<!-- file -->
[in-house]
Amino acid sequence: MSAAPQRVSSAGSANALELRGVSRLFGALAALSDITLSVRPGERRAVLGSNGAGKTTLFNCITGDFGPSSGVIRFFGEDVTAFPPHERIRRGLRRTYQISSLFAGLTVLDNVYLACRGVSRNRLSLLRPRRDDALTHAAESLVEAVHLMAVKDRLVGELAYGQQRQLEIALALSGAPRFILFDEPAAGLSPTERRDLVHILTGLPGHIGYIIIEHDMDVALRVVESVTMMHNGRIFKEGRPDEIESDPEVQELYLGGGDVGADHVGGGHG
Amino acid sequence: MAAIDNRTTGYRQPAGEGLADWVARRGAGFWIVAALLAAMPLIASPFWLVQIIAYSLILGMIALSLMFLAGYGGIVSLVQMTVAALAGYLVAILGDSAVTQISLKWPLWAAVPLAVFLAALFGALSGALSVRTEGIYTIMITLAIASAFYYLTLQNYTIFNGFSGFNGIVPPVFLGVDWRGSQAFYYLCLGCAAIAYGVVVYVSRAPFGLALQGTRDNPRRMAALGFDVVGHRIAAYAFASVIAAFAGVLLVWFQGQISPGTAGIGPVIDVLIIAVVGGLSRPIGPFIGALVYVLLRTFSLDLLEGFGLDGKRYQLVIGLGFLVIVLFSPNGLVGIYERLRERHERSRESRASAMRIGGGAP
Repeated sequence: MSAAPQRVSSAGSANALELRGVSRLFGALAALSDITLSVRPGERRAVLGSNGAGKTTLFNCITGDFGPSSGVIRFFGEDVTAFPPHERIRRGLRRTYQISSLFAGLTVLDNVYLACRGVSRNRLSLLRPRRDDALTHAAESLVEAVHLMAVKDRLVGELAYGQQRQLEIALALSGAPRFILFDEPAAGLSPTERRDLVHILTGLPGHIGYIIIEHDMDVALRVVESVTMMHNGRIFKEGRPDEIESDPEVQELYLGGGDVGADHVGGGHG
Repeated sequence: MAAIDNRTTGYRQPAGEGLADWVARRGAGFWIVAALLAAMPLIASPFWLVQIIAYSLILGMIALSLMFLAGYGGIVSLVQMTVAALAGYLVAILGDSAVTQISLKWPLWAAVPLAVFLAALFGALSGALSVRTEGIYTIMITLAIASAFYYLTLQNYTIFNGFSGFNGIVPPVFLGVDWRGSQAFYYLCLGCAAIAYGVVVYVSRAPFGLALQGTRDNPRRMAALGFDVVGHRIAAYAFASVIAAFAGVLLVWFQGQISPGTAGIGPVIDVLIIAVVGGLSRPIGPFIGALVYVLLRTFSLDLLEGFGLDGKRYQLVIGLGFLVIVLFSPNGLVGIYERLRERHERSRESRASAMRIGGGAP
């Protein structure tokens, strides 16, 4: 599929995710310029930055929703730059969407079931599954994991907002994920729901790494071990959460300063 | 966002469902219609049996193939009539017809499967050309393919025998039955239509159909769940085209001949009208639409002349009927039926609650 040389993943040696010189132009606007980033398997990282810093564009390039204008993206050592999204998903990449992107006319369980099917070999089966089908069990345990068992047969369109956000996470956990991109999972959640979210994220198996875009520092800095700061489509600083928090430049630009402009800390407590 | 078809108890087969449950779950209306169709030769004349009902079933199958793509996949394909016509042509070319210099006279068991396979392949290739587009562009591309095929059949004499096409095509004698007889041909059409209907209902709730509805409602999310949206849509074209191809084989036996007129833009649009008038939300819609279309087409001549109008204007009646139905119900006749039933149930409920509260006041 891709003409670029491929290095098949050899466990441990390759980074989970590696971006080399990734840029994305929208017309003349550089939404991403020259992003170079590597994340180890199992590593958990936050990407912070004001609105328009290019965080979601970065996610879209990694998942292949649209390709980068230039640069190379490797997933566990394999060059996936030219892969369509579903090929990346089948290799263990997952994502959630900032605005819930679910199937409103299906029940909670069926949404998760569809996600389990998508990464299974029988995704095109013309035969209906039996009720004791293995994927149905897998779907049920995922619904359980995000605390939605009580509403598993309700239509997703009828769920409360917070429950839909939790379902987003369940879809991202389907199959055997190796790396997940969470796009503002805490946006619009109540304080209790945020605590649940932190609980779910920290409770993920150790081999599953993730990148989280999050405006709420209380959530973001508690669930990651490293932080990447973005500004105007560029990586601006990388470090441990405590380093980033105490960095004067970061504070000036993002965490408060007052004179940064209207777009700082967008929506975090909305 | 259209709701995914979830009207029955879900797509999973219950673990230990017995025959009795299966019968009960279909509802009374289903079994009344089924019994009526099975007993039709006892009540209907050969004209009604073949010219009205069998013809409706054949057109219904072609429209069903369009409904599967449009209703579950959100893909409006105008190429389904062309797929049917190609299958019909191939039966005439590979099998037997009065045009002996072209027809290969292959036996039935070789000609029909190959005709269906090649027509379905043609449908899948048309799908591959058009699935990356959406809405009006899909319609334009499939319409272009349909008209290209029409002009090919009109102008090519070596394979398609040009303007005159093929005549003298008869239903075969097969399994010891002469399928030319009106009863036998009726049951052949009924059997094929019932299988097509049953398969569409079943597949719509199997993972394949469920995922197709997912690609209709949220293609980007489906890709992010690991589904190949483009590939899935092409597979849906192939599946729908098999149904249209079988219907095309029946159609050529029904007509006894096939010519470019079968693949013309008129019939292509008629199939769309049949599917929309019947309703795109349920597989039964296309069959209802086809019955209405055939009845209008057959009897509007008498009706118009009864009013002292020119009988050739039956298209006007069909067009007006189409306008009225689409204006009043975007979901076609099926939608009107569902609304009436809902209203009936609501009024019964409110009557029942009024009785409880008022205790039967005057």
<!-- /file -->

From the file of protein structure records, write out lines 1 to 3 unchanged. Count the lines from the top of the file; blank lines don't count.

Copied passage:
[in-house]
Amino acid sequence: MSAAPQRVSSAGSANALELRGVSRLFGALAALSDITLSVRPGERRAVLGSNGAGKTTLFNCITGDFGPSSGVIRFFGEDVTAFPPHERIRRGLRRTYQISSLFAGLTVLDNVYLACRGVSRNRLSLLRPRRDDALTHAAESLVEAVHLMAVKDRLVGELAYGQQRQLEIALALSGAPRFILFDEPAAGLSPTERRDLVHILTGLPGHIGYIIIEHDMDVALRVVESVTMMHNGRIFKEGRPDEIESDPEVQELYLGGGDVGADHVGGGHG
Amino acid sequence: MAAIDNRTTGYRQPAGEGLADWVARRGAGFWIVAALLAAMPLIASPFWLVQIIAYSLILGMIALSLMFLAGYGGIVSLVQMTVAALAGYLVAILGDSAVTQISLKWPLWAAVPLAVFLAALFGALSGALSVRTEGIYTIMITLAIASAFYYLTLQNYTIFNGFSGFNGIVPPVFLGVDWRGSQAFYYLCLGCAAIAYGVVVYVSRAPFGLALQGTRDNPRRMAALGFDVVGHRIAAYAFASVIAAFAGVLLVWFQGQISPGTAGIGPVIDVLIIAVVGGLSRPIGPFIGALVYVLLRTFSLDLLEGFGLDGKRYQLVIGLGFLVIVLFSPNGLVGIYERLRERHERSRESRASAMRIGGGAP